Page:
From this FAQ:
Bob Cousy began to organize the NBA players in 1954, although the league refused to recognize the union until 1957. A near strike at the 1964 All-Star game forced the league to adopt a pension plan. The first CBA was established in 1970, and new agreements followed in 1973, 1976 and 1980. The 1976 CBA coincided with the settlement of the "Oscar Robertson" suit, which was filed by the players association in 1970 to block the NBA-ABA merger. The 1976 agreement also provided limited free agency through the elimination of "option" clauses that bound players to teams in perpetuity.
From another account:
COUSY ORGANIZES THE PLAYERS
Economic conditions continued unchanged through 1954, at which point Bob Cousy, the league's top player, began to organize the NBPA, which would become the first team sports player's union. Cousy began by writing to an established player from each of the league's teams (Paul Arizin of Philadelphia, Carl Braun of New York, Bob Davies of Rochester, Paul Hoffman of Baltimore, Andy Phillip of Fort Wayne, Pollard, Dolph Schayes of Syracuse and Don Sunderlage of Milwaukee) in hopes of encouraging solidarity among the players. All but Phillip responded positively (of all the owners, Fort Wayne's Fred Zollner, who owned a machine works plant, was the staunchest union opponent and this prevented the Pistons players from participating), and Cousy next went to NBA President Maurice Podoloff at the January, 1955 NBA All-Star Game with a list of concerns: payment of back salaries to the members of the defunct Baltimore Bullets club; establishment of a twenty-game limit on exhibition games, after which the players should share in the profits; abolition of the $15 "whispering fine" which referees could impose on a player during a game; payment of $25 expenses for public appearances other than radio, television or certain charitable functions; establishment of an impartial board of arbitration to settle player-owner disputes; moving expenses for traded players; and payment of player salaries in ten installments rather that twelve, to provide more money to players cut during the season. Podoloff agreed to the payment of two weeks' salary to six players who had played for Baltimore before the franchise folded and committed to meeting with the player representatives within two weeks over their concerns.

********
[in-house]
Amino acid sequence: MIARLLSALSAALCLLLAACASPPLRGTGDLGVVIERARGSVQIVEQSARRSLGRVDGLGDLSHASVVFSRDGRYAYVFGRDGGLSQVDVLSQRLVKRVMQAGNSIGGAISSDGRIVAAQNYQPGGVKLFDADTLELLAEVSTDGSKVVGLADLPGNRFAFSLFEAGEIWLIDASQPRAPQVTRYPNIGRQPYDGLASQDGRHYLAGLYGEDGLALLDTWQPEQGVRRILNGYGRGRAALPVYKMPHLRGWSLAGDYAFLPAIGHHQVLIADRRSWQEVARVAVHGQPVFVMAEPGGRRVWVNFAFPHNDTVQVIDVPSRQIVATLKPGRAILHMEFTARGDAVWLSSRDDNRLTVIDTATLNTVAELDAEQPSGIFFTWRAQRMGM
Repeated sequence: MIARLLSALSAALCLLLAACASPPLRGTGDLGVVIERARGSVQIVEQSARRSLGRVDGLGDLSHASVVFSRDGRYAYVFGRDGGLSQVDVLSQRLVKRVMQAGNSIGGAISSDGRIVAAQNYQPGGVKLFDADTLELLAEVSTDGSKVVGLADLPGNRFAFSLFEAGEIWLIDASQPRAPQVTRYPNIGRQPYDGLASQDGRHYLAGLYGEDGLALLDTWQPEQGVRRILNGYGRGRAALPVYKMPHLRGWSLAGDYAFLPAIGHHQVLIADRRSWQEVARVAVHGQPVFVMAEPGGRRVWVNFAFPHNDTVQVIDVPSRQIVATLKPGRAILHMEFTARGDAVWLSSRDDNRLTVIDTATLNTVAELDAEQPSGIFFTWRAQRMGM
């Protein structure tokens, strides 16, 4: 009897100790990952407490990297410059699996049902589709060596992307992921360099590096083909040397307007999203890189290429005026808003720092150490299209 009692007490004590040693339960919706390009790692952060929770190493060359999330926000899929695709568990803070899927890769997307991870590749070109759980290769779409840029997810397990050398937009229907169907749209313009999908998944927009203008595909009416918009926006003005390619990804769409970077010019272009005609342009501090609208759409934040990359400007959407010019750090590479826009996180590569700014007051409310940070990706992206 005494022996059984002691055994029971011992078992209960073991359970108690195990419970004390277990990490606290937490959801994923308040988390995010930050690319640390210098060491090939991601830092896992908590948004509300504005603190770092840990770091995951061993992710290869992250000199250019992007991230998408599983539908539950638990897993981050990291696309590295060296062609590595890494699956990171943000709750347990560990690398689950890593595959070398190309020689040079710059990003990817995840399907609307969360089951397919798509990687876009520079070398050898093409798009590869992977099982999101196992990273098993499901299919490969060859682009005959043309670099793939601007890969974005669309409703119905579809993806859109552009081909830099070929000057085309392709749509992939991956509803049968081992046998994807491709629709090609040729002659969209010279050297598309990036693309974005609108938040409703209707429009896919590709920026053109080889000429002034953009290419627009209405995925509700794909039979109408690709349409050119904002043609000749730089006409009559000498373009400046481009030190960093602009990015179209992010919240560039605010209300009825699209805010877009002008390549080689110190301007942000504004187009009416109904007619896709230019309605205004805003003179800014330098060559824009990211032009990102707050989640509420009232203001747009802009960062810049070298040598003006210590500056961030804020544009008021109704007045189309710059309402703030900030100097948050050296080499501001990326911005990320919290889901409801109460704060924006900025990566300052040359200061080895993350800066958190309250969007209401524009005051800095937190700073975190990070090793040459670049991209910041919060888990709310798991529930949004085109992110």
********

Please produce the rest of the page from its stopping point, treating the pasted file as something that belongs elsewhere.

As the excerpts above show, players were unhappy with the financial arrangements that they had with the NBA. The players wanted a better pension, some control over the "whisper" fines that referees could impose, payment of back salaries to certain players, and to settle other working conditions and payments.
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